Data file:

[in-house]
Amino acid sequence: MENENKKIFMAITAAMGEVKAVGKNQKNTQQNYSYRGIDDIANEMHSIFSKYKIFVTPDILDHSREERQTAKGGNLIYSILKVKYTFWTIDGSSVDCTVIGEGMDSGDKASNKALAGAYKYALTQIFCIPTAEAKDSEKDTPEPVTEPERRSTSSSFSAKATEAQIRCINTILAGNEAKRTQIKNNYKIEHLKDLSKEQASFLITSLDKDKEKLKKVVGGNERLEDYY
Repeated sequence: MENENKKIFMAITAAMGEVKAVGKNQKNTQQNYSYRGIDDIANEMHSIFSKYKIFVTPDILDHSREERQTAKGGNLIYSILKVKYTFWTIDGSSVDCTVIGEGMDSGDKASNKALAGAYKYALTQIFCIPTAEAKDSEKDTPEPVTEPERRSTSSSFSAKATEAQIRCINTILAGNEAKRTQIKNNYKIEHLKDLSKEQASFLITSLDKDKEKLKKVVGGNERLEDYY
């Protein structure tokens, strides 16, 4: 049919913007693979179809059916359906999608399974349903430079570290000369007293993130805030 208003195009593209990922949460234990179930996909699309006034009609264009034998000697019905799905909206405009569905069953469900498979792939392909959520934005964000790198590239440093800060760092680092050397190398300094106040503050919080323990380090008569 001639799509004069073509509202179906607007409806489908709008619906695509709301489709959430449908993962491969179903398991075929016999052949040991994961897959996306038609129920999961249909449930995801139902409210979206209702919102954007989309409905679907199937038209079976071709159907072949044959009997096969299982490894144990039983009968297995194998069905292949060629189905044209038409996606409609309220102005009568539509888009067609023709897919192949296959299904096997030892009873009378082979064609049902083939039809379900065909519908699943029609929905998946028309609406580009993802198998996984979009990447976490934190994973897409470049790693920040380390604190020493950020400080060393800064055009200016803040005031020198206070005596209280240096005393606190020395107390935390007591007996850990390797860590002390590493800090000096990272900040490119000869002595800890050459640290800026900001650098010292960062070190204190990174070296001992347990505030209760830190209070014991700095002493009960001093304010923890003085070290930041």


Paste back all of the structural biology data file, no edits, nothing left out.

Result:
[in-house]
Amino acid sequence: MENENKKIFMAITAAMGEVKAVGKNQKNTQQNYSYRGIDDIANEMHSIFSKYKIFVTPDILDHSREERQTAKGGNLIYSILKVKYTFWTIDGSSVDCTVIGEGMDSGDKASNKALAGAYKYALTQIFCIPTAEAKDSEKDTPEPVTEPERRSTSSSFSAKATEAQIRCINTILAGNEAKRTQIKNNYKIEHLKDLSKEQASFLITSLDKDKEKLKKVVGGNERLEDYY
Repeated sequence: MENENKKIFMAITAAMGEVKAVGKNQKNTQQNYSYRGIDDIANEMHSIFSKYKIFVTPDILDHSREERQTAKGGNLIYSILKVKYTFWTIDGSSVDCTVIGEGMDSGDKASNKALAGAYKYALTQIFCIPTAEAKDSEKDTPEPVTEPERRSTSSSFSAKATEAQIRCINTILAGNEAKRTQIKNNYKIEHLKDLSKEQASFLITSLDKDKEKLKKVVGGNERLEDYY
């Protein structure tokens, strides 16, 4: 049919913007693979179809059916359906999608399974349903430079570290000369007293993130805030 208003195009593209990922949460234990179930996909699309006034009609264009034998000697019905799905909206405009569905069953469900498979792939392909959520934005964000790198590239440093800060760092680092050397190398300094106040503050919080323990380090008569 001639799509004069073509509202179906607007409806489908709008619906695509709301489709959430449908993962491969179903398991075929016999052949040991994961897959996306038609129920999961249909449930995801139902409210979206209702919102954007989309409905679907199937038209079976071709159907072949044959009997096969299982490894144990039983009968297995194998069905292949060629189905044209038409996606409609309220102005009568539509888009067609023709897919192949296959299904096997030892009873009378082979064609049902083939039809379900065909519908699943029609929905998946028309609406580009993802198998996984979009990447976490934190994973897409470049790693920040380390604190020493950020400080060393800064055009200016803040005031020198206070005596209280240096005393606190020395107390935390007591007996850990390797860590002390590493800090000096990272900040490119000869002595800890050459640290800026900001650098010292960062070190204190990174070296001992347990505030209760830190209070014991700095002493009960001093304010923890003085070290930041």